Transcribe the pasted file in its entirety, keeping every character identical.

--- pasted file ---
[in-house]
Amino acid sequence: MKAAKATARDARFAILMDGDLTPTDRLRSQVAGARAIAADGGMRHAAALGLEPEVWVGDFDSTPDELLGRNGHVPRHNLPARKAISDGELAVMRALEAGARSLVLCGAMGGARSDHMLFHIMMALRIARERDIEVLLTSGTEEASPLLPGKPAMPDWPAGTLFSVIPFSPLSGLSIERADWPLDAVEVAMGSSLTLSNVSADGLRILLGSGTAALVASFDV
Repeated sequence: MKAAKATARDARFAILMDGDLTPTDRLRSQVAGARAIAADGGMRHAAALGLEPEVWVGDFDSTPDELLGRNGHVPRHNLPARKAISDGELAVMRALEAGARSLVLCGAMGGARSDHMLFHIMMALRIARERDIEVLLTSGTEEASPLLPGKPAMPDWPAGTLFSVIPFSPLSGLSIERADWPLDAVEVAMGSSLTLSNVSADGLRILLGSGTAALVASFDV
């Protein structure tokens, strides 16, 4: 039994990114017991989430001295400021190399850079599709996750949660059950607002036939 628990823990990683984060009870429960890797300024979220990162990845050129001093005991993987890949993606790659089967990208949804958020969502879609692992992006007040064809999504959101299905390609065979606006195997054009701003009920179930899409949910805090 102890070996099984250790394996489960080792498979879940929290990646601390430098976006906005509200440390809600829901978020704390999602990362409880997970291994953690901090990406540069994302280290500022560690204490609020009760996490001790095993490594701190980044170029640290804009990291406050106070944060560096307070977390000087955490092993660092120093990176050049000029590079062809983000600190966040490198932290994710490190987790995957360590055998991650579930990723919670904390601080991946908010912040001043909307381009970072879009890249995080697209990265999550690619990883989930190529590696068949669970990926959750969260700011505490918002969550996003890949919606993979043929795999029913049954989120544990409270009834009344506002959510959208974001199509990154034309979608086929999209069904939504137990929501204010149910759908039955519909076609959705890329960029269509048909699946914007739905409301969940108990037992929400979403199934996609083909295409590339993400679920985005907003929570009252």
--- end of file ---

[in-house]
Amino acid sequence: MKAAKATARDARFAILMDGDLTPTDRLRSQVAGARAIAADGGMRHAAALGLEPEVWVGDFDSTPDELLGRNGHVPRHNLPARKAISDGELAVMRALEAGARSLVLCGAMGGARSDHMLFHIMMALRIARERDIEVLLTSGTEEASPLLPGKPAMPDWPAGTLFSVIPFSPLSGLSIERADWPLDAVEVAMGSSLTLSNVSADGLRILLGSGTAALVASFDV
Repeated sequence: MKAAKATARDARFAILMDGDLTPTDRLRSQVAGARAIAADGGMRHAAALGLEPEVWVGDFDSTPDELLGRNGHVPRHNLPARKAISDGELAVMRALEAGARSLVLCGAMGGARSDHMLFHIMMALRIARERDIEVLLTSGTEEASPLLPGKPAMPDWPAGTLFSVIPFSPLSGLSIERADWPLDAVEVAMGSSLTLSNVSADGLRILLGSGTAALVASFDV
């Protein structure tokens, strides 16, 4: 039994990114017991989430001295400021190399850079599709996750949660059950607002036939 628990823990990683984060009870429960890797300024979220990162990845050129001093005991993987890949993606790659089967990208949804958020969502879609692992992006007040064809999504959101299905390609065979606006195997054009701003009920179930899409949910805090 102890070996099984250790394996489960080792498979879940929290990646601390430098976006906005509200440390809600829901978020704390999602990362409880997970291994953690901090990406540069994302280290500022560690204490609020009760996490001790095993490594701190980044170029640290804009990291406050106070944060560096307070977390000087955490092993660092120093990176050049000029590079062809983000600190966040490198932290994710490190987790995957360590055998991650579930990723919670904390601080991946908010912040001043909307381009970072879009890249995080697209990265999550690619990883989930190529590696068949669970990926959750969260700011505490918002969550996003890949919606993979043929795999029913049954989120544990409270009834009344506002959510959208974001199509990154034309979608086929999209069904939504137990929501204010149910759908039955519909076609959705890329960029269509048909699946914007739905409301969940108990037992929400979403199934996609083909295409590339993400679920985005907003929570009252």